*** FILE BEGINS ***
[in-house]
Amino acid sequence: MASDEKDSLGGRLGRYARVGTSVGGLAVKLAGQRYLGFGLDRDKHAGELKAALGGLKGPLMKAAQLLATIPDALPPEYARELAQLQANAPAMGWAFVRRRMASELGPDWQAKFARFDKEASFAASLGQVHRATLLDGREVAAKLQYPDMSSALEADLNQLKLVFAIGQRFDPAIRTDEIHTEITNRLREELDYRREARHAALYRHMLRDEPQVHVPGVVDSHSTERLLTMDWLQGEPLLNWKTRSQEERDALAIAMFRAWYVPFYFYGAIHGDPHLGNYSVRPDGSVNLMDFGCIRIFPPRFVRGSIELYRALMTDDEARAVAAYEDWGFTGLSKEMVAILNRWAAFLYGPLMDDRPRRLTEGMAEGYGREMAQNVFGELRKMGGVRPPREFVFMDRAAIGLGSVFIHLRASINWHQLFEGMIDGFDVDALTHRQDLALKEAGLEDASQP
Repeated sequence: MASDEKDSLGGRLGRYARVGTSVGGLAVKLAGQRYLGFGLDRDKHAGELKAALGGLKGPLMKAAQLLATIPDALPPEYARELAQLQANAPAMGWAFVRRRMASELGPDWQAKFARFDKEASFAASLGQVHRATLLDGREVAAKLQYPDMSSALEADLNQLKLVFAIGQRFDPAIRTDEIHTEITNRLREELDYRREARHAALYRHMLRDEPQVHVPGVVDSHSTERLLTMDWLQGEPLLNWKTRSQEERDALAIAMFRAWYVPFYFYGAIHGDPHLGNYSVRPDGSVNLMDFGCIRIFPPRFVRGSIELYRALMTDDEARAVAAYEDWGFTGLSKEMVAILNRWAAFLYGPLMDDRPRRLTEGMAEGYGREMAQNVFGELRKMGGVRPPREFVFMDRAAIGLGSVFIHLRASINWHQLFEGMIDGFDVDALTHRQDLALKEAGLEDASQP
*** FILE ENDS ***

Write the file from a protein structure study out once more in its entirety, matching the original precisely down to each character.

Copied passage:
[in-house]
Amino acid sequence: MASDEKDSLGGRLGRYARVGTSVGGLAVKLAGQRYLGFGLDRDKHAGELKAALGGLKGPLMKAAQLLATIPDALPPEYARELAQLQANAPAMGWAFVRRRMASELGPDWQAKFARFDKEASFAASLGQVHRATLLDGREVAAKLQYPDMSSALEADLNQLKLVFAIGQRFDPAIRTDEIHTEITNRLREELDYRREARHAALYRHMLRDEPQVHVPGVVDSHSTERLLTMDWLQGEPLLNWKTRSQEERDALAIAMFRAWYVPFYFYGAIHGDPHLGNYSVRPDGSVNLMDFGCIRIFPPRFVRGSIELYRALMTDDEARAVAAYEDWGFTGLSKEMVAILNRWAAFLYGPLMDDRPRRLTEGMAEGYGREMAQNVFGELRKMGGVRPPREFVFMDRAAIGLGSVFIHLRASINWHQLFEGMIDGFDVDALTHRQDLALKEAGLEDASQP
Repeated sequence: MASDEKDSLGGRLGRYARVGTSVGGLAVKLAGQRYLGFGLDRDKHAGELKAALGGLKGPLMKAAQLLATIPDALPPEYARELAQLQANAPAMGWAFVRRRMASELGPDWQAKFARFDKEASFAASLGQVHRATLLDGREVAAKLQYPDMSSALEADLNQLKLVFAIGQRFDPAIRTDEIHTEITNRLREELDYRREARHAALYRHMLRDEPQVHVPGVVDSHSTERLLTMDWLQGEPLLNWKTRSQEERDALAIAMFRAWYVPFYFYGAIHGDPHLGNYSVRPDGSVNLMDFGCIRIFPPRFVRGSIELYRALMTDDEARAVAAYEDWGFTGLSKEMVAILNRWAAFLYGPLMDDRPRRLTEGMAEGYGREMAQNVFGELRKMGGVRPPREFVFMDRAAIGLGSVFIHLRASINWHQLFEGMIDGFDVDALTHRQDLALKEAGLEDASQP